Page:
Study says Northland mining industry jobs are worth more than tourism
With claims by some mining critics that tourism is a more sustainable option than copper mining for the Northland, and with the federal government mulling a moratorium on new mining near the Boundary Waters, industry officials fired back Tuesday with a new study that claims mining jobs still drive the regional economy.
Mining supporters say the study offers proof that mining and tourism can co-exist but that tourism doesn't stand up to mining in terms of economic impact.
Mining Minnesota, the copper-nickel industry trade group in Duluth, paid for and released the report by the Praxis Strategy Group that covered Cook, Lake, St. Louis, Carlton, Koochiching and Itasca counties in Northeastern Minnesota and Douglas County in Wisconsin.
The study found current iron ore mining and directly related industries such as railroads and shipping employ 5,140 people earning $419 million annually, when all of the region's operations are open and running. That compares to about 6,400 direct tourism jobs that total $116 million in earnings annually.
The mining jobs average more than four times the annual pay of the average tourism job, the study found.
"There's a significant difference in the return of different industries. You have much more of an economic impact from mining jobs than tourism jobs," Mark Schill, Praxis vice president and the study's author, told the News Tribune.
He said the study was intended to elevate the region's "somewhat lagging" economy to be a bigger part of the discussion over copper mining's future in the region.
The study didn't look at other large industries in the region, such as health care, which directly accounts for about 33,233 jobs in the Arrowhead region, according to the Minnesota Department of Employment and Economic Development, or about six times the number of mining jobs.
Several mining opponents have said that more mining, especially expansion into new copper mining in Northeastern Minnesota, won't be compatible with the region's successful tourism industry that is largely based on clean, scenic waterways such as Lake Superior and the Boundary Waters Canoe Area Wilderness.
Some critics have said the potential threat from copper mine pollution could destroy parts of the region's tourism industry, pushing visitors to spend their money elsewhere.
Frank Ongaro, executive director of Mining Minnesota, said that's not the case. Copper mining supporters say the region's iron ore mining and tourism industry have thrived simultaneously, and copper mining can co-exist with tourism as well.
"Mining and tourism are so often positioned as adversaries," Ongaro said in a statement. "The results of the Praxis study confirm that the Duluth-Arrowhead region depends heavily on the success of both industries. Mining provides the high-paying industrial jobs we need and tourism creates an appealing quality of life for both visitors and residents."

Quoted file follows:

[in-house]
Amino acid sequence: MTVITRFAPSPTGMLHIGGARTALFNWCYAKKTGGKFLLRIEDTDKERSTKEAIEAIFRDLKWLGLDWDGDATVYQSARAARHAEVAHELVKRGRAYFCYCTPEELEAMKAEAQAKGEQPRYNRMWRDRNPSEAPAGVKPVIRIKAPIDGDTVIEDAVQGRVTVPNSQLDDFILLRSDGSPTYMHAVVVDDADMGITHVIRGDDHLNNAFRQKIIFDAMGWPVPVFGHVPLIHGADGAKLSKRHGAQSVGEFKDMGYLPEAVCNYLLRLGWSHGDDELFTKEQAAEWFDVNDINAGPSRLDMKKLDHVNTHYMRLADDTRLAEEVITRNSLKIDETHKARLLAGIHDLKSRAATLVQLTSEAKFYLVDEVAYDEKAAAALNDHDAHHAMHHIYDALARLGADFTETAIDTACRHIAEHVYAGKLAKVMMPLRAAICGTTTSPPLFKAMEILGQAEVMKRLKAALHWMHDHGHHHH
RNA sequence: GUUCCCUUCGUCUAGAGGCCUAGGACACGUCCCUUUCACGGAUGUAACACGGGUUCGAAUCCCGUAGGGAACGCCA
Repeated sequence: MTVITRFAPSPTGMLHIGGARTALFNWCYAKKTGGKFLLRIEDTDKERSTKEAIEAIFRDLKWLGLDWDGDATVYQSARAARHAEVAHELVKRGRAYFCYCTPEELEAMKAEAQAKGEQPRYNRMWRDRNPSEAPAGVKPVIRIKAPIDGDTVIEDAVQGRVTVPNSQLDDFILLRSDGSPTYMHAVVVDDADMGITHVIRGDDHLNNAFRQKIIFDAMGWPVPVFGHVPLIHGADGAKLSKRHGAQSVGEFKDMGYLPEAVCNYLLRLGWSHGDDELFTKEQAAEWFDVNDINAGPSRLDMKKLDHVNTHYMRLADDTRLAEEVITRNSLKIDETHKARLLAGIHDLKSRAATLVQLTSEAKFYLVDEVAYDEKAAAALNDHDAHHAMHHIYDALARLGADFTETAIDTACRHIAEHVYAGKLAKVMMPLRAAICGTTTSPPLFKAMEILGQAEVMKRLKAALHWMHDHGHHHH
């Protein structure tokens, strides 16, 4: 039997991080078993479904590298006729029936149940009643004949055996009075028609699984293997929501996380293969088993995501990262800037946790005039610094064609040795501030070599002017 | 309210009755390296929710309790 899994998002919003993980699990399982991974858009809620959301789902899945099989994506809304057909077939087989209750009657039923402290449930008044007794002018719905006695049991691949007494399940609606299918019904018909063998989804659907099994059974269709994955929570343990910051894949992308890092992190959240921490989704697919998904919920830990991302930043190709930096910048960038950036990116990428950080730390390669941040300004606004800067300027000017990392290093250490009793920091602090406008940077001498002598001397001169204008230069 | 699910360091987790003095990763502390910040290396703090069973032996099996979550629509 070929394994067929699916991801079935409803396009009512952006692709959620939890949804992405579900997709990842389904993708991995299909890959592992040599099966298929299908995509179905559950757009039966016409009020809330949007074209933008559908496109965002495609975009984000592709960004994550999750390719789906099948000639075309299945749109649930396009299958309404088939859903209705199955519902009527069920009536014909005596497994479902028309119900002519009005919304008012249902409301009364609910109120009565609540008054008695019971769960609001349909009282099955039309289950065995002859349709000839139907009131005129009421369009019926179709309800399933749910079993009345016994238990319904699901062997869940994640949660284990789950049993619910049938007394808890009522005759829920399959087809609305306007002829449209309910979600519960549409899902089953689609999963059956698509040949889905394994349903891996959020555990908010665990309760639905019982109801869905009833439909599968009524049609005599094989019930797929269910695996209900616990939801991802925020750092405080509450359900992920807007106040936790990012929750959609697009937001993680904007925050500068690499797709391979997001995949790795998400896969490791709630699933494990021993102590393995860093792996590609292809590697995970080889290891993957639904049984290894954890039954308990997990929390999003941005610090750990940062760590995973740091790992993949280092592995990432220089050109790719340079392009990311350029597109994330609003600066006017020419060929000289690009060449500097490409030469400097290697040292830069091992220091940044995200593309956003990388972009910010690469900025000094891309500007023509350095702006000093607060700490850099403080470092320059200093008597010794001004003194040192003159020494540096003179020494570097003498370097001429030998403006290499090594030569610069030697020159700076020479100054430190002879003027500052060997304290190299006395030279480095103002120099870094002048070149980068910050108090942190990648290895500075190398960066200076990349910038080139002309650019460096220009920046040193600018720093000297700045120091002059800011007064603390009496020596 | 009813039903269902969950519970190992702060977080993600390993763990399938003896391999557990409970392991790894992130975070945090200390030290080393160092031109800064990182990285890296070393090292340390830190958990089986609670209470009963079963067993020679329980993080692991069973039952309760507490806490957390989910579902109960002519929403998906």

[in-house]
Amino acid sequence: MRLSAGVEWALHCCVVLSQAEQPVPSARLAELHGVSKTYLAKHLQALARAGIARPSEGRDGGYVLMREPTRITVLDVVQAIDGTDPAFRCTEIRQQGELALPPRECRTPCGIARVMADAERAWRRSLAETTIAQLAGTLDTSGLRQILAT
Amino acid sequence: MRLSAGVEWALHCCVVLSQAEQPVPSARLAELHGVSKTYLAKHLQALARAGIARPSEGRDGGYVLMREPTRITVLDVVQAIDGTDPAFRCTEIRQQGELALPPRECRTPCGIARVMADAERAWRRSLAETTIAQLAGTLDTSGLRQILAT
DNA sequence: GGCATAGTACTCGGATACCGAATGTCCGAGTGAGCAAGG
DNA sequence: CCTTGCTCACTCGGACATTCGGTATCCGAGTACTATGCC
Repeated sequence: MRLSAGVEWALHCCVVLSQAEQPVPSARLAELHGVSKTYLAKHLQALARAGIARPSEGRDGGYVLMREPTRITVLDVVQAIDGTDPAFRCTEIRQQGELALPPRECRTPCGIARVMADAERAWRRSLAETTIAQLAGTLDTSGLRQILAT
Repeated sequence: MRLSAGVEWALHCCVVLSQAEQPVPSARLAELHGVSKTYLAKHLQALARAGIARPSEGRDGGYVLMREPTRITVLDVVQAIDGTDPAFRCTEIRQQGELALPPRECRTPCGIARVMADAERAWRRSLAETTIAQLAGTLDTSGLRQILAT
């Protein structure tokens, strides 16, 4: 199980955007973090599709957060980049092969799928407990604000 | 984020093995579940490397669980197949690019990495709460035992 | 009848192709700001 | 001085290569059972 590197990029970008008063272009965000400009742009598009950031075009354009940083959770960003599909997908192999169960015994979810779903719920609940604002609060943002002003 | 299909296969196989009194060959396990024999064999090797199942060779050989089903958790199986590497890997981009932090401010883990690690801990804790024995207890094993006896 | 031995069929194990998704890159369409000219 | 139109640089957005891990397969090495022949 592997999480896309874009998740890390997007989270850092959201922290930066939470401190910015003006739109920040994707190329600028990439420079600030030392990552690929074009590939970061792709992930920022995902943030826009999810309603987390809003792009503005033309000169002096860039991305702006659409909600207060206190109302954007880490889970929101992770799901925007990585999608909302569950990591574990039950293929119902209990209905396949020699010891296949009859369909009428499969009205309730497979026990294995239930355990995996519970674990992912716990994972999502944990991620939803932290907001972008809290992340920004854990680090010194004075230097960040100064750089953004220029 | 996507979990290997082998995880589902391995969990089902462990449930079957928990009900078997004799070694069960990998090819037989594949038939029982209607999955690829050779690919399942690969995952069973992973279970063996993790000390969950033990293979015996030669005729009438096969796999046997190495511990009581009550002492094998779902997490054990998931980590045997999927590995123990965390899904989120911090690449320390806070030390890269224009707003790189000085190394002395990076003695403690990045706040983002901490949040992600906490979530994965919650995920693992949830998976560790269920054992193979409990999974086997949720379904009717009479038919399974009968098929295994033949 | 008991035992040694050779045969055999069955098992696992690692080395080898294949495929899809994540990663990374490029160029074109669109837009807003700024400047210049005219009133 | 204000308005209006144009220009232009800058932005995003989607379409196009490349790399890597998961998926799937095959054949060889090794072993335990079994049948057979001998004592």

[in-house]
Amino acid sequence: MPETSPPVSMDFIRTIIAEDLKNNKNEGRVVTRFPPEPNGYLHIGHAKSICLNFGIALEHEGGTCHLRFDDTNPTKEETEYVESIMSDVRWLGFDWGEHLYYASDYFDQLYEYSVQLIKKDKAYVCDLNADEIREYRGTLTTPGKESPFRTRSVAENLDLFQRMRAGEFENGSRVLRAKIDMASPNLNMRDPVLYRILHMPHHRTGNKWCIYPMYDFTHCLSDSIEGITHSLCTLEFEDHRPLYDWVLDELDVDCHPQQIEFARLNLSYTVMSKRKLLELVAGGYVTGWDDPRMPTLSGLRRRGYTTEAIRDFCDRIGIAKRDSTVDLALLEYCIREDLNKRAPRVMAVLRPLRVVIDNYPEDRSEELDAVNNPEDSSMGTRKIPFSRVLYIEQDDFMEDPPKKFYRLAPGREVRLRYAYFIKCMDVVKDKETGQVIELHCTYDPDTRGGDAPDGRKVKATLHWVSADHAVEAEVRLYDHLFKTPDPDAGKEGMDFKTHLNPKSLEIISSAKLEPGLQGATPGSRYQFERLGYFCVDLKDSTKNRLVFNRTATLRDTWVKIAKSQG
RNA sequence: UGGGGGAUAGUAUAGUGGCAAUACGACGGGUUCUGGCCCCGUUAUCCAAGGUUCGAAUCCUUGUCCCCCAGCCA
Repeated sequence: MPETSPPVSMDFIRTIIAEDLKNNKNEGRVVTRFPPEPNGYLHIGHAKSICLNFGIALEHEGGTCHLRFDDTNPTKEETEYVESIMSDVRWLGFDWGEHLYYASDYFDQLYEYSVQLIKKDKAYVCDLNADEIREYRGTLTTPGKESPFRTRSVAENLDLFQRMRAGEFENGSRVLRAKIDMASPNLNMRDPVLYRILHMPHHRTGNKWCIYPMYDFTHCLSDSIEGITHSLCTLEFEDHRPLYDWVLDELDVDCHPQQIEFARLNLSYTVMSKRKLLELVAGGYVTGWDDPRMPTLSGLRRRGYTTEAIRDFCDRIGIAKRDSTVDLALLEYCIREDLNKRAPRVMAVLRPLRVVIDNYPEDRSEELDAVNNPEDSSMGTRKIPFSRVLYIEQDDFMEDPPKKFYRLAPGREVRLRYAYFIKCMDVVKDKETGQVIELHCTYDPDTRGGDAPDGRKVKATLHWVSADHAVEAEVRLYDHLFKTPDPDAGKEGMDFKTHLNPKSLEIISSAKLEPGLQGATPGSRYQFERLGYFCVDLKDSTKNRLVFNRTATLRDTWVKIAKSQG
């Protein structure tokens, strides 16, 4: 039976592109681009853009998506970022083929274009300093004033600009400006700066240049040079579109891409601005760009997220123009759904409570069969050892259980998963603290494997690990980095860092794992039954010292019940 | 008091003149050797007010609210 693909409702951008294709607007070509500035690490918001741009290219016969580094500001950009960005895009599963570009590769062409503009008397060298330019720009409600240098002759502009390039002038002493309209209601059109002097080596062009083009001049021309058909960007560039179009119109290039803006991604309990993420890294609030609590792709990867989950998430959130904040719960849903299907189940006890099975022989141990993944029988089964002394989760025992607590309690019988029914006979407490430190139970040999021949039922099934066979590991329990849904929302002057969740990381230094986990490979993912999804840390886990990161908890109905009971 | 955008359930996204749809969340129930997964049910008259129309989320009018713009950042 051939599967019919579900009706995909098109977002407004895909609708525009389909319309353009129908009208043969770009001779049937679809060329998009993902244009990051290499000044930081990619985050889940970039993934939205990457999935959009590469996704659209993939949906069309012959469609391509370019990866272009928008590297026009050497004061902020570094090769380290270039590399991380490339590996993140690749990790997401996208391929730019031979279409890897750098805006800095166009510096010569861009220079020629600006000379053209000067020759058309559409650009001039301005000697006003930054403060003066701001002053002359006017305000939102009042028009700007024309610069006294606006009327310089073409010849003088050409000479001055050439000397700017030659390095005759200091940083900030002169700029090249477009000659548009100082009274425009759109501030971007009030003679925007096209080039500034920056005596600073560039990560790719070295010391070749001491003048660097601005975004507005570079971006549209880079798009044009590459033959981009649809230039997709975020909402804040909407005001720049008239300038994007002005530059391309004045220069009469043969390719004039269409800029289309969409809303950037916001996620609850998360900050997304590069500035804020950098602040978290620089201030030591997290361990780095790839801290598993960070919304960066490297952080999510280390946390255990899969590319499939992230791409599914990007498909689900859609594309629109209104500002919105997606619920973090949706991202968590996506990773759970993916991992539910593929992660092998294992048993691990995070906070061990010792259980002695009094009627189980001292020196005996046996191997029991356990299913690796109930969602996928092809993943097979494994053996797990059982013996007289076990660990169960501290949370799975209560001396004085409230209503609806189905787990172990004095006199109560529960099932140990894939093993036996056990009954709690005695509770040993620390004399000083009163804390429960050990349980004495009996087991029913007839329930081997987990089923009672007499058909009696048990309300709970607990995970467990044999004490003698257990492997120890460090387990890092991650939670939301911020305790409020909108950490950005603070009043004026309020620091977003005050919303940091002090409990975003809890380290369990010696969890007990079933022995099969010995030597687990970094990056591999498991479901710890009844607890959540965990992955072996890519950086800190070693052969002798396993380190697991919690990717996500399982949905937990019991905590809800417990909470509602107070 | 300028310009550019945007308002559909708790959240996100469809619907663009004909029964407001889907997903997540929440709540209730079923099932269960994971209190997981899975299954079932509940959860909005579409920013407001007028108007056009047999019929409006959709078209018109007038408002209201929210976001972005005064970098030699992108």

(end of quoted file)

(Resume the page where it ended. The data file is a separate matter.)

The study notes that mining jobs average $81,500 in annual pay compared to $18,000 for tourism jobs. That difference would only expand if Minnesota advances proposed copper mines such as PolyMet and Twin Metals, the study concludes.
"Expansion of the Duluth-Arrowhead mining industry offers perhaps the most attainable path to creating good jobs, and future growth in mining will provide significantly more economic impact than equivalent tourism growth," the study states..
The study's authors say Duluth and Northeastern Minnesota aren't keeping up in top-end industrial job creation, falling behind areas such as Fargo and Sioux Falls. Northeastern Minnesota's economy "is not creating enough value for residents and visitors. ... High quality jobs in mining represent a tremendous opportunity to create that value and sustain the future," the study states.
The Praxis Strategy Group is a North Dakota-based "economic research, policy and strategy company."
In February, mining opponents released the results of a study they paid for that found the BWCAW brought in $57 million in spending to St. Louis, Lake and Cook counties in summer 2016, with a total economic impact of $77 million from summer visitors who live outside those counties.
The report equated the Boundary Waters to an export for Northeastern Minnesota, because so much money comes in from outside the immediate region. And of those outside visitors — mostly from the Twin Cities, Wisconsin, Illinois and Michigan — more than half reported household incomes of $100,000 or more. That study found about 1,000 jobs are supported by visitors to the wilderness area, which range from outfitters, lodging, food service and other retail and government positions.
The Praxis study did not include restaurants or food service in figuring tourism jobs.